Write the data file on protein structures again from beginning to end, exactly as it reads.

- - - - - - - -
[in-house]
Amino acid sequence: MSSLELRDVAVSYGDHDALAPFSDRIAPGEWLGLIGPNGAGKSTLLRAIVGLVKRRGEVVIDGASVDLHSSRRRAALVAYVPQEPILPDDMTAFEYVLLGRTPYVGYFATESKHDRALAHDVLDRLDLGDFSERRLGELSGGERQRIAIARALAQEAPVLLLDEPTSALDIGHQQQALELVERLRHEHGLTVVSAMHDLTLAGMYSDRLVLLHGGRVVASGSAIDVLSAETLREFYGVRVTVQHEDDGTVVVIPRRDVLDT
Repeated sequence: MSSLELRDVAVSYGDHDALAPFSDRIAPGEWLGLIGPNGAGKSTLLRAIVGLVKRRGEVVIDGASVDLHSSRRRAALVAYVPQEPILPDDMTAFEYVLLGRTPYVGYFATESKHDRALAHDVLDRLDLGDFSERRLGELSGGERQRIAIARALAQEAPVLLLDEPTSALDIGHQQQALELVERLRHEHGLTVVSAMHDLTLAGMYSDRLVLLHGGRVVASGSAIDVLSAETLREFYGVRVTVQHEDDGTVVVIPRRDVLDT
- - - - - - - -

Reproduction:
[in-house]
Amino acid sequence: MSSLELRDVAVSYGDHDALAPFSDRIAPGEWLGLIGPNGAGKSTLLRAIVGLVKRRGEVVIDGASVDLHSSRRRAALVAYVPQEPILPDDMTAFEYVLLGRTPYVGYFATESKHDRALAHDVLDRLDLGDFSERRLGELSGGERQRIAIARALAQEAPVLLLDEPTSALDIGHQQQALELVERLRHEHGLTVVSAMHDLTLAGMYSDRLVLLHGGRVVASGSAIDVLSAETLREFYGVRVTVQHEDDGTVVVIPRRDVLDT
Repeated sequence: MSSLELRDVAVSYGDHDALAPFSDRIAPGEWLGLIGPNGAGKSTLLRAIVGLVKRRGEVVIDGASVDLHSSRRRAALVAYVPQEPILPDDMTAFEYVLLGRTPYVGYFATESKHDRALAHDVLDRLDLGDFSERRLGELSGGERQRIAIARALAQEAPVLLLDEPTSALDIGHQQQALELVERLRHEHGLTVVSAMHDLTLAGMYSDRLVLLHGGRVVASGSAIDVLSAETLREFYGVRVTVQHEDDGTVVVIPRRDVLDT